Grey Gardens, the once derelict East Hampton, New York, home of society outcasts that inspired one of the highest-regarded documentaries of all time, has taken a $2 million price cut.
The fully restored mansion at the center of the 1975 film “Grey Gardens” hit the market for the first time in nearly 40 years in February for $19.995 million—and is now selling for $17.995 million, according to the listing with The Corcoran Group.
The seller, journalist Sally Quinn, bought the 6,000-square-foot, traditional shingle-style summer home in 1979. She’s since shared decades of memories with her family and is now ready to move on and sell the home, said listing agent Michael Schultz of Corcoran. He is listing the property with fellow Corcoran agent Susan Ryan.
Ms. Quinn and her husband, the late Washington Post Executive Editor Ben Bradlee, bought the property just a few years after the bizarre film about two society recluses, known as “Big Edie” and “Little Edie,” made their absolutely decrepit house famous.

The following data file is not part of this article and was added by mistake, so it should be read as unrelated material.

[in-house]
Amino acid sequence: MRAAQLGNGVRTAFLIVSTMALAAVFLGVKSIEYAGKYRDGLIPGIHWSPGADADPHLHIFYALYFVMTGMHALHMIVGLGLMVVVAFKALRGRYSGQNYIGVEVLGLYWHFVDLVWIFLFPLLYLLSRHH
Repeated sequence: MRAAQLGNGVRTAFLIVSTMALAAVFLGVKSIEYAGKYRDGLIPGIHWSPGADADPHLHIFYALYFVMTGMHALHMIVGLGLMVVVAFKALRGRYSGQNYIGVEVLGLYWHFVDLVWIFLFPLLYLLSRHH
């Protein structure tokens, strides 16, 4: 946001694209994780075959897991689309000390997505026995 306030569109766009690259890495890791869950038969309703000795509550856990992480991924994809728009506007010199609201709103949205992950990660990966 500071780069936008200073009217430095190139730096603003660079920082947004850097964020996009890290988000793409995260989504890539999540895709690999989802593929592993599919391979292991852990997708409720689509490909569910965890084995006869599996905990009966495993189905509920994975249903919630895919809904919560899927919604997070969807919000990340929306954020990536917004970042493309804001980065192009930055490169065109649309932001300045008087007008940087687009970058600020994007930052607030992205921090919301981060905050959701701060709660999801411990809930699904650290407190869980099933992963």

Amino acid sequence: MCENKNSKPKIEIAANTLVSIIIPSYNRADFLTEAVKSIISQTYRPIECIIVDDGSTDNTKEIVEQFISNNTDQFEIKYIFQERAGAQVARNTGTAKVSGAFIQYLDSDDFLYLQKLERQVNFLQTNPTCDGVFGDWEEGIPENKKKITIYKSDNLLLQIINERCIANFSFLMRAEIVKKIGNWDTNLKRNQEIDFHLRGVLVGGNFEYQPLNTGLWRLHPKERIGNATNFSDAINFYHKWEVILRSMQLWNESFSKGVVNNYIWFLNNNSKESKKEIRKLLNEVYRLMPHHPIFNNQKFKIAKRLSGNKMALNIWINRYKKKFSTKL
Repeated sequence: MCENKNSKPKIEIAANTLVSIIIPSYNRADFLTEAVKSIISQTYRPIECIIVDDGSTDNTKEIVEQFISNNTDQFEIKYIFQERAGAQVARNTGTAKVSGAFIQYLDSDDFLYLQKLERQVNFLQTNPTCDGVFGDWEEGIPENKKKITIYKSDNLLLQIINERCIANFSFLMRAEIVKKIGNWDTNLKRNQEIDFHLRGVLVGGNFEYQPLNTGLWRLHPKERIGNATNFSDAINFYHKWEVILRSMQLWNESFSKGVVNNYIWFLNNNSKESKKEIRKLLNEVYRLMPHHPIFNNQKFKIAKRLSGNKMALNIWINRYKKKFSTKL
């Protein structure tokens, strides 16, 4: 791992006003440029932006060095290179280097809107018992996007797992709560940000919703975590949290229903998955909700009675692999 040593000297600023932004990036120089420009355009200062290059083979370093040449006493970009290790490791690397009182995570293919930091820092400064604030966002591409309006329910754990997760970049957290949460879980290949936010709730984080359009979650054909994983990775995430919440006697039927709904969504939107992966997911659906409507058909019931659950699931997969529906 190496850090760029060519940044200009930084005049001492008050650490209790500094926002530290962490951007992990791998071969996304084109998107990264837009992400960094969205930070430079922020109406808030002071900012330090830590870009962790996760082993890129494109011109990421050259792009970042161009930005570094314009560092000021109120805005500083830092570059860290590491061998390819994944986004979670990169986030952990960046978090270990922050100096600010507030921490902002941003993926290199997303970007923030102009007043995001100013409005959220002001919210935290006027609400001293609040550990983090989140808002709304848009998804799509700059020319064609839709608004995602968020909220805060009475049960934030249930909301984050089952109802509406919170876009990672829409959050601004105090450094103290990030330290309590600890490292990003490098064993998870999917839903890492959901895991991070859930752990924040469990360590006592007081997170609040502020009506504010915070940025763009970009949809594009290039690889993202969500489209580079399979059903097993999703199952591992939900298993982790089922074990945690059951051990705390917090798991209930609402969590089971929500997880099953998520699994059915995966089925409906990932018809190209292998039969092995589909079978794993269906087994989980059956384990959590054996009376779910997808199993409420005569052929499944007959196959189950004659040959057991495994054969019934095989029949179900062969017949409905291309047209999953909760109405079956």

Ms. Quinn and Mr. Bradlee snapped up the home for just $220,000 from Edith “Little Edie” Beale, the first cousin of Jacqueline Kennedy Onassis, and poured another $600,000 into making it livable again, The Wall Street Journal reported. They also added a pool and a tennis court.
The famous documentary contrasted the decaying, overgrown house, built in 1897, against tidy, neighboring mansions. Today the restored two-acre property that’s a short walk from the ocean fits right into its neatly manicured environs. The main house has nine bedrooms and six-and-a-half bathrooms. There’s also a small stucco cottage on the grounds where Bradlee reportedly wrote one of his books.
Before the owners’ painstaking overhaul, the home had for years been home to the Beale women and teeming with mostly feral cats. Film crews had to wear flea collars on their ankles to keep the bugs at bay, according to a website for the movie.
In one scene, the mother, “Big Edie” Beale, lets a cat relieve itself behind an antique painting.
“The cat’s going to the bathroom right in back of my portrait,” she notices. “I’m glad someone is doing something they want to.”
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